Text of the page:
# $e^x(\ln x-c) =\sum \limits_{k=0}^\infty \frac{ x^{k} \Gamma'(k+1)}{ (k!)^2}$ Is it correct result?

$e^x=\sum \limits_{k=0}^\infty \frac{x^k}{k!}$

We can write $e^x=\sum \limits_{k=0}^\infty \frac{x^k}{ \Gamma(k+1)}$

Where $\Gamma(x)$ is Gamma function

$\Gamma(k+1)=k\Gamma(k)$

$\frac{\Gamma(k+1)}{\Gamma(k)}=k$

$\frac{\Gamma(1)}{\Gamma(0)}=0$

$\frac{1}{\Gamma(0)}=0$

$\frac{\Gamma(-1+1)}{\Gamma(-1)}=\frac{\Gamma(0)}{\Gamma(-1)}=-1$

$\frac{1}{\Gamma(-1)}=\frac{-1}{\Gamma(0)}=-1.\frac{1}{\Gamma(0)}=0$

If we continue in that way, we get result

for $m$ is non-positive integer, $\frac{1}{\Gamma(m)}=0$

Thus we can write $e^x=\sum \limits_{k=-\infty}^\infty \frac{x^k}{ \Gamma(k+1)}$

Then we extended $e^x$ for n is integer (Equation 1): $$e^x=\sum \limits_{k=-\infty}^\infty \frac{x^{k+n}}{ \Gamma(k+n+1)}$$

$n \in Z$ {...,-2,-1,0,1,2,...}

It is possible to extend the defination to $z \in C$.

$f(x)=\sum \limits_{k=-\infty}^\infty \frac{x^{k+z}}{ \Gamma(k+1+z)}$

$$\frac{d(f(x))}{dx}=\frac{d}{dx}(\sum \limits_{k=-\infty}^\infty \frac{x^{k+z}}{ \Gamma(k+1+z)})= \sum \limits_{k=-\infty}^\infty (k+z)\frac{x^{k+z-1}}{ (k+z)\Gamma(k+z)}= \sum \limits_{k=-\infty}^\infty \frac{x^{k+z-1}}{ \Gamma(k+z)}=\sum \limits_{k=-\infty}^\infty \frac{x^{k+z}}{ \Gamma(k+1+z)}=f(x)$$

$$\frac{d(f(x))}{dx}=f(x)$$

$$f(x)=c(z)e^x$$

$c(z)e^x=\sum \limits_{k=-\infty}^\infty \frac{x^{k+z}}{ \Gamma(k+1+z)}$ According to Equation 1, $c(z) = 1$ for $z \in Z$ but I noticed I need to find what is $c(z)$ for $z \in C$. (Thanks to Norbert for his contribution)

After that we can find the result:

$$\frac{\partial(c(z)e^x)}{\partial z}=\sum \limits_{k=-\infty}^\infty \frac{\partial}{\partial z}(\frac{x^{k+z}}{ \Gamma(k+1+z)})$$

$$c'(z)e^x=\sum \limits_{k=-\infty}^\infty \frac{\partial}{\partial z}(\frac{x^{k+z}}{ \Gamma(k+1+z)})$$

$$c'(z)e^x=\sum \limits_{k=-\infty}^\infty (\frac{\ln x . x^{k+z}}{ \Gamma(k+1+z)})-\sum \limits_{k=-\infty}^\infty (\Gamma'(k+1+z)\frac{ x^{k+z}}{ \Gamma^2(k+1+z)})$$

$$c'(z)e^x=\ln x \sum \limits_{k=-\infty}^\infty (\frac{ x^{k+z}}{ \Gamma(k+1+z)})-\sum \limits_{k=-\infty}^\infty (\Gamma'(k+1+z)\frac{ x^{k+z}}{ \Gamma^2(k+1+z)})$$

$$e^x(c(z)\ln x-c'(z)) =\sum \limits_{k=-\infty}^\infty (\frac{ x^{k+z} \Gamma'(k+1+z)}{ \Gamma^2(k+1+z)})$$

If we take $z=0$, we get an interesting result.

$$e^x(c(0)\ln x -c'(0)) =\sum \limits_{k=0}^\infty \frac{ x^{k} \Gamma'(k+1)}{ (k!)^2}$$

$c(0)=1$ according to Equation 1

Thus

$$e^x(\ln x -c'(0)) =\sum \limits_{k=0}^\infty \frac{ x^{k} \Gamma'(k+1)}{ (k!)^2}$$ I do not know what $c'(0) is$.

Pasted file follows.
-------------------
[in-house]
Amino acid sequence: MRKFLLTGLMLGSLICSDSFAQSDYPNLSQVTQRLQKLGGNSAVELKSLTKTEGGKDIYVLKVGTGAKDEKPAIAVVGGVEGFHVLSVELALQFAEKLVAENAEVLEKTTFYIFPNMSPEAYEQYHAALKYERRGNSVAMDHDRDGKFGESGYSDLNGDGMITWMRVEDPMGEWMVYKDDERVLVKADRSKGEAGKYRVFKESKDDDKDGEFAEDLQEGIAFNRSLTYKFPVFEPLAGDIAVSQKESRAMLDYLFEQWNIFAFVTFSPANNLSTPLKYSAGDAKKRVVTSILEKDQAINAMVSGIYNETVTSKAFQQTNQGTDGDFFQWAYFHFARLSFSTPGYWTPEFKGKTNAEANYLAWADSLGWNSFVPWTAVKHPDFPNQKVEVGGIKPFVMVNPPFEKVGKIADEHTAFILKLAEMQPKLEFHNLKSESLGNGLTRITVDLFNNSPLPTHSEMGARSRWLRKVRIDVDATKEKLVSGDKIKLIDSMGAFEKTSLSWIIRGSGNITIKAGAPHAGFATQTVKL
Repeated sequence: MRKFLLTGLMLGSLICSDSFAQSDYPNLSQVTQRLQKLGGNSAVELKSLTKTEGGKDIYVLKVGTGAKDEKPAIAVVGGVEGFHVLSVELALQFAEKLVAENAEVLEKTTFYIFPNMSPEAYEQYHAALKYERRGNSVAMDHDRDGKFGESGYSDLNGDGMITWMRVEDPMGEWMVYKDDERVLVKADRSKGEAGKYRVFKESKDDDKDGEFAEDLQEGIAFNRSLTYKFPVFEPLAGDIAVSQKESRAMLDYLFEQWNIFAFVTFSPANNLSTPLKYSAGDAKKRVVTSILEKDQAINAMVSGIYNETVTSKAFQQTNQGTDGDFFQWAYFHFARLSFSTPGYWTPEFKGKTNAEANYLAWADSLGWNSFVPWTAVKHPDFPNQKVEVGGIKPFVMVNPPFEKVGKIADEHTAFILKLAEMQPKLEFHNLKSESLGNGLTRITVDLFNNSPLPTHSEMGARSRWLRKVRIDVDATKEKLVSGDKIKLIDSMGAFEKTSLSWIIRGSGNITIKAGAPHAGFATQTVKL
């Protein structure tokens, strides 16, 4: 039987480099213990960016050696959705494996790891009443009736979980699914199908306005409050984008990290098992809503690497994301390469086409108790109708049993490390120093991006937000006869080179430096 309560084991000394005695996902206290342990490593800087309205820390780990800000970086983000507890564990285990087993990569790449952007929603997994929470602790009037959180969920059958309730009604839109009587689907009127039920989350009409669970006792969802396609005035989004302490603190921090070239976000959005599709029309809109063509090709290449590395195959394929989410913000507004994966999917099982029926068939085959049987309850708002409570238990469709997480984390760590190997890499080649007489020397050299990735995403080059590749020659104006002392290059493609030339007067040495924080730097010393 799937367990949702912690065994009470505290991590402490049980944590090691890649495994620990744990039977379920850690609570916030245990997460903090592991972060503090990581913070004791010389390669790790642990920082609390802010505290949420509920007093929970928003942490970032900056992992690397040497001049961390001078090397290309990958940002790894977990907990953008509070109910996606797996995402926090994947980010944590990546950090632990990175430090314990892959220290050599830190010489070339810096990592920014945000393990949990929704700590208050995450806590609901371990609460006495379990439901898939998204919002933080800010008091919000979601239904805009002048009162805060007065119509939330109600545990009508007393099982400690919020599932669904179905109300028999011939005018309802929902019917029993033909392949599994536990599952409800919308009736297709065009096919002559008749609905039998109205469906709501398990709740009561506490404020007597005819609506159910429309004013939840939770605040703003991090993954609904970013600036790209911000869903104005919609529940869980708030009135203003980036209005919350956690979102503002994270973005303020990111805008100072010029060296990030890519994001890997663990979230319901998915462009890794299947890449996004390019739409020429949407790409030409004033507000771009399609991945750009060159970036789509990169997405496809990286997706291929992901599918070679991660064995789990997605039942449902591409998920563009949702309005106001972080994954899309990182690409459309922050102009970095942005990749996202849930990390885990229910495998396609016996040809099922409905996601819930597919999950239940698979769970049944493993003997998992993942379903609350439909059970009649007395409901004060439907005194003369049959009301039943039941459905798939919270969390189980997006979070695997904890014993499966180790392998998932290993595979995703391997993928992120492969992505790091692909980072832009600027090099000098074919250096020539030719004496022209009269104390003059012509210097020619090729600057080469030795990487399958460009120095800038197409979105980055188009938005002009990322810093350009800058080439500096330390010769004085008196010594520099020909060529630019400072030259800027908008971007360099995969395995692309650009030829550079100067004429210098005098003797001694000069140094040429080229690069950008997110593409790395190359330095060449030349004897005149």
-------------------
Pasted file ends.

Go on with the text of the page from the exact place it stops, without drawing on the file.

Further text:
Acoording to Norbert's answer. $c'(0) \approx -0.596347$

I have not seen that result in other place. Is it known result?Please let me know if my results are correct or not.

Can we extend all such functions that include $\Gamma(x)$ in denominator?

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Why you can extend this definition from $n\in\mathbb{N}$ to $z\in\mathbb{Z}$ ? – Norbert Jul 21 '12 at 20:38
@Norbert You can see in my results. I derivated $\frac{d}{dx}(\sum \limits_{k=-\infty}^\infty \frac{x^{k+z}}{ \Gamma(k+1+z)})$ and I got $e^x$. – Mathlover Jul 21 '12 at 20:42
When you prove this formula you are already assuming it is correct – Norbert Jul 21 '12 at 20:44
@Norbert I edited my result. Thanks for your advice – Mathlover Jul 21 '12 at 20:49
But the reciprocal of the gamma function has removable discontinuities at the negative integers, with value $0$. – GEdgar Jul 22 '12 at 0:11

Setting aside issues of convergence for the moment, there seems to be a mistake in the formal computation. The function $\frac{\Gamma'(1+z)}{\Gamma(1+z)^2}$ extends to an entire function, whose value at $z=-n$ is $(-1)^n\Gamma(n)$. This means that, when $z=0$, we cannot ignore the terms in the sum with $k<0$. So, maybe the question should be whether $$e^x\log(x)=\sum_{k=0}^\infty \frac{x^k\Gamma'(k+1)}{(k!)^2}+\sum_{n=1}^\infty (-1)^n (n-1)! x^{-n}$$ At this point, this is all formal.

The second piece of the above series does not converge for any $x\neq 0$. However, there is a technique called Borel summation (check out W. Balser's book "From divergent power series to analytic functions", or http://en.wikipedia.org/wiki/Borel_summation), which allows one assign a "sum" to a power series whose coefficients grow factorially fast. Basically, the theory of Borel summation says that among all analytic functions in some sector having $$\sum_{n=1}^\infty (-1)^n(n-1)!x^{-n}$$ as an asymptotic expansion at infinity, there is at most one which is approximated maximally well by this expansion. This analytic function, if it exists, is called the Borel sum of the series. If we define $$g(x)=\sum_{k=0}^\infty \frac{x^k\Gamma'(k+1)}{(k!)^2},$$ and define $h(x)$ to be the Borel sum of $$\sum_{n=1}^\infty (-1)^n (n-1)! x^{-n},$$ then it makes sense to ask whether $e^x\log(x)=g(x)+h(x)$. I do not know the answer to this.